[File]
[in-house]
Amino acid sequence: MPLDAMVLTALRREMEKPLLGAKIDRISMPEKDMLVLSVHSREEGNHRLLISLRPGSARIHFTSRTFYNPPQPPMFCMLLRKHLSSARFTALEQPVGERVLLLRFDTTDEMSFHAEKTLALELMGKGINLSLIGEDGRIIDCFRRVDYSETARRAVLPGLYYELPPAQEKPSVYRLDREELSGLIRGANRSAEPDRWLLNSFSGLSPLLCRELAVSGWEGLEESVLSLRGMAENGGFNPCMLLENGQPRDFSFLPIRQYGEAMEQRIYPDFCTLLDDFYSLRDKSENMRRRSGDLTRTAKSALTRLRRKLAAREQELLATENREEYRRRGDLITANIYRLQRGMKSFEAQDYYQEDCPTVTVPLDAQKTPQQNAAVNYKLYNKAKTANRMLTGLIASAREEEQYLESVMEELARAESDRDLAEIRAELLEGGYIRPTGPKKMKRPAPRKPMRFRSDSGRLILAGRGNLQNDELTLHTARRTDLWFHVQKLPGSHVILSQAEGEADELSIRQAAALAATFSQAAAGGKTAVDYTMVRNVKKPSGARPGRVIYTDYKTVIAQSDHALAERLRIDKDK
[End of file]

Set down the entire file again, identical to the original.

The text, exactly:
[in-house]
Amino acid sequence: MPLDAMVLTALRREMEKPLLGAKIDRISMPEKDMLVLSVHSREEGNHRLLISLRPGSARIHFTSRTFYNPPQPPMFCMLLRKHLSSARFTALEQPVGERVLLLRFDTTDEMSFHAEKTLALELMGKGINLSLIGEDGRIIDCFRRVDYSETARRAVLPGLYYELPPAQEKPSVYRLDREELSGLIRGANRSAEPDRWLLNSFSGLSPLLCRELAVSGWEGLEESVLSLRGMAENGGFNPCMLLENGQPRDFSFLPIRQYGEAMEQRIYPDFCTLLDDFYSLRDKSENMRRRSGDLTRTAKSALTRLRRKLAAREQELLATENREEYRRRGDLITANIYRLQRGMKSFEAQDYYQEDCPTVTVPLDAQKTPQQNAAVNYKLYNKAKTANRMLTGLIASAREEEQYLESVMEELARAESDRDLAEIRAELLEGGYIRPTGPKKMKRPAPRKPMRFRSDSGRLILAGRGNLQNDELTLHTARRTDLWFHVQKLPGSHVILSQAEGEADELSIRQAAALAATFSQAAAGGKTAVDYTMVRNVKKPSGARPGRVIYTDYKTVIAQSDHALAERLRIDKDK